The Extraordinary Value of Dark Data

It seems as if everyone is talking about big data this week with an infographic here and there making the rounds at CES. It makes sense, we are awash in data, the Twitter firehose does run 24/7/365 and the IoT is truly ramping.

But is the only valuable data new data?

I think we all know that is not the case.

In fact, the opposite is probably true. Within the dark data exists far more value than the shiny, new data.

To develop a more complete picture, a picture that is comprehensive, complete and can be subsequently validated by more chronologically close in data – we need to look at what we have.

We have written extensively on how new database technologies have revolutionized the collection of data – to the point that the decision to store or not store is as expensive as just storing. The natural result of that is for the trend of data collection to continue unabated – if not accelerate.

Still, every business executive knows in their heart that while they look at the streams coming in, that there is value is what already exists inside their businesses.

They just don’t know how to get at it. They don’t have the right tools, the techniques or the approaches. This is often a function of the old adage, “in the right place at the right time.” When the data came in did you have what you needed to extract maximum value?

If you didn’t or tried and couldn’t find the value did you move onto what you could address or what tools did work with what you had?

What was left behind had value – but it remained untapped. Treasure, buried in a chest with a hastily drawn map that was quickly forgotten if not lost.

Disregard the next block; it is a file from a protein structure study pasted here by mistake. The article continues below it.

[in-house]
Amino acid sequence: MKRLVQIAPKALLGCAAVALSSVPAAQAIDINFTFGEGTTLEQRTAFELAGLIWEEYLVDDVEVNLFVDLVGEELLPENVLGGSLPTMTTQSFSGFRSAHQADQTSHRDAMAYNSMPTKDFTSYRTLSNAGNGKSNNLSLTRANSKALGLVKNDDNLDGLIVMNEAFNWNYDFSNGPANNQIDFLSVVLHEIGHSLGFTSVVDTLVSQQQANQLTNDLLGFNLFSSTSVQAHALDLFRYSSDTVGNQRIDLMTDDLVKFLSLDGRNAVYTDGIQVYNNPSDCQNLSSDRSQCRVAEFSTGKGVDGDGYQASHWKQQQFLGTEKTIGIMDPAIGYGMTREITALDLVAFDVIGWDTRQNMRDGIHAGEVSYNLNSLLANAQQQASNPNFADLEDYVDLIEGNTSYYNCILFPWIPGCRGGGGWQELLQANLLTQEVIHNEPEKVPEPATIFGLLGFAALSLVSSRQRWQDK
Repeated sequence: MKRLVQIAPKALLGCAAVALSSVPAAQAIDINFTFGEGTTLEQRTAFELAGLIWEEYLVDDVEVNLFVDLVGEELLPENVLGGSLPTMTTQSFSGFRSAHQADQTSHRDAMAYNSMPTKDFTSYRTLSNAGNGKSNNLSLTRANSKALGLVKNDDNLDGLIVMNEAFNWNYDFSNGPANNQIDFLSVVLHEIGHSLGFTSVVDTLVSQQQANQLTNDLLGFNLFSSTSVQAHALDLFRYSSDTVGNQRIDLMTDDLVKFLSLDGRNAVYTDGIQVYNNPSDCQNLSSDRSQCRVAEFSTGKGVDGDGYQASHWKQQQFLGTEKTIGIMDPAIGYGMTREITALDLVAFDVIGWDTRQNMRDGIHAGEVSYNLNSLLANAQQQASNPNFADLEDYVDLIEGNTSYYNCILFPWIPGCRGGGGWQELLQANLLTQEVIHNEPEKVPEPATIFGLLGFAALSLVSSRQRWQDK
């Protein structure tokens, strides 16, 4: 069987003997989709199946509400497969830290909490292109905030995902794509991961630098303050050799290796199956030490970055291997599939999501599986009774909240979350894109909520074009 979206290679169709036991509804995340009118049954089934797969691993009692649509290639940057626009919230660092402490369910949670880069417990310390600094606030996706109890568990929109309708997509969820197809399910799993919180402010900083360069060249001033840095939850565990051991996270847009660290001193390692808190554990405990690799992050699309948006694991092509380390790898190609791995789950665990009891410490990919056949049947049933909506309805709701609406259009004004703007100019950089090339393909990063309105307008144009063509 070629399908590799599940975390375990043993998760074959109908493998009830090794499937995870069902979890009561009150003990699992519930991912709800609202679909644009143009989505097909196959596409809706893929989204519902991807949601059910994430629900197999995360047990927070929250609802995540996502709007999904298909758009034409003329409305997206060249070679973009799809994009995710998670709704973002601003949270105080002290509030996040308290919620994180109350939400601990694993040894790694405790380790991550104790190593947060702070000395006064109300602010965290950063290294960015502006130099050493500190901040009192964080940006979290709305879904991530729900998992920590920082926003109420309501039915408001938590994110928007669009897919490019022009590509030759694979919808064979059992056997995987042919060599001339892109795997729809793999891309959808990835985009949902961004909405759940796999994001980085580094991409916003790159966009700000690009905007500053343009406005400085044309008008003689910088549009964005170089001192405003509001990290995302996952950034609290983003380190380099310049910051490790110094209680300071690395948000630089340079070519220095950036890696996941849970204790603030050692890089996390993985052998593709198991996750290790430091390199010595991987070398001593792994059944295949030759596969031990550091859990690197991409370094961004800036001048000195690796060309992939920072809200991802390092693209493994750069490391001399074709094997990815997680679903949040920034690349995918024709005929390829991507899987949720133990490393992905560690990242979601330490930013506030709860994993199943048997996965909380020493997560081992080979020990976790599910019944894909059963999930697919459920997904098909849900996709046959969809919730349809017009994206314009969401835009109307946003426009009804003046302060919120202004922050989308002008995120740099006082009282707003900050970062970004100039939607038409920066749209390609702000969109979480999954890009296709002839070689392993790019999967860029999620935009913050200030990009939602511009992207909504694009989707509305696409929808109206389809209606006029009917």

But the value is still there and frankly compounded as new data arrived. What also compounded was the size and complexity of the challenge.

This is where techniques like machine intelligence at their best. Leveraging topological data analysis and powerful machine learning algorithms can reveal the value and the secrets that exist in these massive stores of data.

This isn’t a theoretical post, but a real one. Our clients are doing it across multiple lines of businesses and our collaborators are publishing ground breaking work on the subject.

Take UCSF for example. The team there worked with a 20 year old study that was widely considered a failure – costing north of $60M.

The reason?

The technology to discern what was important in the data didn’t exist. That technology turned out to be ours and the results were profound enough to land in Nature Communications and Fast Company

There are petabytes of this dark data and it all has value.

Another example is from the Netherlands Cancer Institute. They assembled a rich genomic picture of breast cancer and made that data available. Hundreds of researchers studied the data – for the better part of a decade. When Ayasdi applied TDA to the problem, an important new discovery was made – a discovery that gave hope to patients that would have otherwise been expected to die. The answers were there – extracting them was the challenge.

Finally, our client/collaborators Mt. Sinai recently published some breakthrough work on Type 2 diabetes.

Screenshot at Oct 28 10-54-32

Here again, they had collected genomic, clinical and other types of data but struggled to create a coherent picture of the disease. With topological data analysis, they were able to “see” the groups clearly and use additional techniques to verify those discoveries. This has broad impacts on how to treat this epidemic.

All of these examples – and the dozens more that we don’t have room for or permission to share – speak directly to the value the exists inside our organizations today. In the past we didn’t have the techniques to extract it – and indeed, we will look back in a decade with the same perspective about the tools and technologies subsequently.

What is clear, however, is that techniques like machine intelligence can transform how businesses operate from  – using what we already have in our possession.  

Let’s get started.